Gardening for Chickens

1/30/2015 - 10:40:13 AM
This post was originally published on January 21, 2014.

Backyard chickens are popping up in suburban yards nationwide.  People want fresh eggs, they want to know what the chickens are eating, they want to know how the birds were treated.  I am one of these people, labeled crazy by my family.  Why would I want one more thing to take care of, why would I want to clean manure out of coops, why would I want to trek out to the coops in 12″ of snow?

I’ll tell you why – the eggs are beautiful and flavorful, the roosters are delicious (since I am not interested in breeding, I butcher the boys), and the girls provide hours of entertainment for the entire family.  However, as my husband kindly points out – getting a setup of coop, feed, heated water bowls, etc., can get pricey – so what are the other benefits?

  • Chicken manure is almost as good as worm castings in my opinion – black gold.  I simply add it to the compost pile.
  • During the summer I pull weeds from my garden and throw them in the coop for the girls to pick bugs and seeds, this saves on straw/shavings.
  • My girls LOVE stink bugs.  We collect a cupful every day during the summer and the chickens think it’s the best meal ever!

With all the things I love, having chickens is not all birthday cakes and roses.  I cried like a baby when my dog ran around with a chicken in his mouth for 20 minutes, parading it around the yard (one chicken lived, one didn’t).  When one of my Silkie hens was attacked by a hawk, I buried her before my daughter got home from school.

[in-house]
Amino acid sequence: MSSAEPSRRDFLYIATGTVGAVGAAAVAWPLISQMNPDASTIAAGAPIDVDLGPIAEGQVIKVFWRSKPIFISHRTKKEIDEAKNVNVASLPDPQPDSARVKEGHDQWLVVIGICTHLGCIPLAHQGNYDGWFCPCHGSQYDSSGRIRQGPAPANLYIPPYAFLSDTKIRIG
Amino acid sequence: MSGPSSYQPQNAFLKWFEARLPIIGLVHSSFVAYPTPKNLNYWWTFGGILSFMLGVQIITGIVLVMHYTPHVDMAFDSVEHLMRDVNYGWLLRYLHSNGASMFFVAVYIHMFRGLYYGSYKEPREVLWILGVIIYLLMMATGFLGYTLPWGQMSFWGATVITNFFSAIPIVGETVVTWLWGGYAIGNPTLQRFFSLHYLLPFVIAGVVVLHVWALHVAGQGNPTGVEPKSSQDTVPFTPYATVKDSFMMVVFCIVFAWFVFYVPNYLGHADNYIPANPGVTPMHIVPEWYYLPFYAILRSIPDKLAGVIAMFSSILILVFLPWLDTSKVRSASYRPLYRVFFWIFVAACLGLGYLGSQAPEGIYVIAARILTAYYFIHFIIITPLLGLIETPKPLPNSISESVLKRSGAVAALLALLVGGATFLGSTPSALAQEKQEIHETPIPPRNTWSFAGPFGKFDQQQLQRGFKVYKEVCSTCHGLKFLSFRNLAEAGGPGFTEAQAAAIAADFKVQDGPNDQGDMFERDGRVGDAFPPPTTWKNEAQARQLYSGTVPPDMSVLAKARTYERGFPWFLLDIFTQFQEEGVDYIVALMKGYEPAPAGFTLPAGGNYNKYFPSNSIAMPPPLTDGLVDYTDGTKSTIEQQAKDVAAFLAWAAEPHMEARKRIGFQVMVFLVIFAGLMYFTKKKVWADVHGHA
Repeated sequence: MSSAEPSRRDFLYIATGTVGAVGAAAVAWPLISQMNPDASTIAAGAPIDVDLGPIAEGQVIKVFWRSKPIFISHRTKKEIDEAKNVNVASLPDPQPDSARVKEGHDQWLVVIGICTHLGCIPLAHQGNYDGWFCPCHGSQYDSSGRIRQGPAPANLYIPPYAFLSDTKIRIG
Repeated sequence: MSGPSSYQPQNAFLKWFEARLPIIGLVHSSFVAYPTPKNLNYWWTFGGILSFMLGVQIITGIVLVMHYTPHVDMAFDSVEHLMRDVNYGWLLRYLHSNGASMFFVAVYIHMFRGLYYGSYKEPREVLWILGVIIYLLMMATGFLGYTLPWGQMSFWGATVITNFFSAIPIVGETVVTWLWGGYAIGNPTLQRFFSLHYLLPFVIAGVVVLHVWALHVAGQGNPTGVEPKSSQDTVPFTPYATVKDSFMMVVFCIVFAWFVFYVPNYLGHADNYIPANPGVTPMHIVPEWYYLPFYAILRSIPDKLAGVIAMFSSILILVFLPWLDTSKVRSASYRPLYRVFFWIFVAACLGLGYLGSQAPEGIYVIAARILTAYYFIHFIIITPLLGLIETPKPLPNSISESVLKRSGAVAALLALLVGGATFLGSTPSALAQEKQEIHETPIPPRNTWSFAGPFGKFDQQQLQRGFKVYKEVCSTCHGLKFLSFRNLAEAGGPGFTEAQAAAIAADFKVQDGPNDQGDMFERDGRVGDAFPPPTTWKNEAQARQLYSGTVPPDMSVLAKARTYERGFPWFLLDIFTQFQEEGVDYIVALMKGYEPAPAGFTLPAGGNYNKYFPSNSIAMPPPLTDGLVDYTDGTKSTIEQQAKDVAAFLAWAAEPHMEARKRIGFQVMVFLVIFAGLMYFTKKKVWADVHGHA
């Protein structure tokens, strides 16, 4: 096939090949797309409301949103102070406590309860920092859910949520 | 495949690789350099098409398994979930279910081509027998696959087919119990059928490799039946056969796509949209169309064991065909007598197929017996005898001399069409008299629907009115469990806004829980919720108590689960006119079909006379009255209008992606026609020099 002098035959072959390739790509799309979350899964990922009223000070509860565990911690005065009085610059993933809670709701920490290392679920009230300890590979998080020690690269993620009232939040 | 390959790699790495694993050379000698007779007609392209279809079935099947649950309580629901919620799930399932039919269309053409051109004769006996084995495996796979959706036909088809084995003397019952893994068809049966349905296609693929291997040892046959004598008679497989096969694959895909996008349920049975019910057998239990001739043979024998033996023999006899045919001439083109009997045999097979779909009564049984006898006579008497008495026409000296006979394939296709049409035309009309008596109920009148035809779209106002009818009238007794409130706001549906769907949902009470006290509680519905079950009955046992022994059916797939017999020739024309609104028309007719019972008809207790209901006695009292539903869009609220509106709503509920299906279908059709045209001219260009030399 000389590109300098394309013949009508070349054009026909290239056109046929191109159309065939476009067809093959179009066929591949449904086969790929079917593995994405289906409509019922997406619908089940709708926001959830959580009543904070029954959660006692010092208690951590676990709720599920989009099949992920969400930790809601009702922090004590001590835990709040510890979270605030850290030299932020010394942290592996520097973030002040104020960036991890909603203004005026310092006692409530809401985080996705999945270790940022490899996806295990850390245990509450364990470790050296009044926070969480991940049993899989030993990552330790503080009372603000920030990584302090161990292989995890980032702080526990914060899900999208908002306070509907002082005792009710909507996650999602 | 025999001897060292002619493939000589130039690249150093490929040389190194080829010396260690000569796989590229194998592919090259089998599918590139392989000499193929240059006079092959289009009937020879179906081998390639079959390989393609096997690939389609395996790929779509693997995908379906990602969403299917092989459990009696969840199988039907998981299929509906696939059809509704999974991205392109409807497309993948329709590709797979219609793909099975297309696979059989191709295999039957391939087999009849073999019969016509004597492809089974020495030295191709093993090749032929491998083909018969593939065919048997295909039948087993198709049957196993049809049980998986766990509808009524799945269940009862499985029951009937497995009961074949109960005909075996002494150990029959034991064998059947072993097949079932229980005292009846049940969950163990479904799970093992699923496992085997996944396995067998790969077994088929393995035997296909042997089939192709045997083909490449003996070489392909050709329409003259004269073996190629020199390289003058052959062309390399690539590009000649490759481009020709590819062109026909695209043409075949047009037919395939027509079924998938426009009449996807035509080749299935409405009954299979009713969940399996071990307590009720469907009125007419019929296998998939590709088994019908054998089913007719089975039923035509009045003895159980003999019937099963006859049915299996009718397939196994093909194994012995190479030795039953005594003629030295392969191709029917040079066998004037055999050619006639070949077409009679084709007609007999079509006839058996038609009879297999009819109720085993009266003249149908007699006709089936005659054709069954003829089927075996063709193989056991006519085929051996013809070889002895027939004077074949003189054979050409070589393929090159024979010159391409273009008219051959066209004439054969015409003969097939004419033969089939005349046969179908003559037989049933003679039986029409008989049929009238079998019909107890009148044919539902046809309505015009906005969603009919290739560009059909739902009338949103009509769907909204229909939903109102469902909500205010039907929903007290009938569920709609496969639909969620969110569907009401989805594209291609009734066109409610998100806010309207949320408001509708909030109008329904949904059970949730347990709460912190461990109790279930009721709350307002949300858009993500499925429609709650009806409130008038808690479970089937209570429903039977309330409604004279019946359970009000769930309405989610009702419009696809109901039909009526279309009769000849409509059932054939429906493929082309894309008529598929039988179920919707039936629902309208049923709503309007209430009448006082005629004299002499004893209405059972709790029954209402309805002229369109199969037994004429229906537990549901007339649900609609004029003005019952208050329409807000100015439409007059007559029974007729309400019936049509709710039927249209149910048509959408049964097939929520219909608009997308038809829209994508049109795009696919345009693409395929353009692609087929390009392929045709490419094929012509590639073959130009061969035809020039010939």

As I enter into my second year of chicken keeping, my goal is to not only raise food for my family but also my chickens.  Alongside the green beans and carrots will be rows of colorful indian corn, not for decoration, but a winter treat for the hens.  Extra tomato plants, pumpkins, cantaloupes and watermelons – all summer favorites for my girls.

Chickweed will be allowed to flourish in my beds and purslane which is high in protein and omega-3 will be planted.  Grain amaranth, loaded with seeds and nutritious leaves will find a home in my garden along with flats of wheat grass, which can be put in the run on days when free ranging is not an option.    The goal is to buy less chicken feed and grow more of my own.

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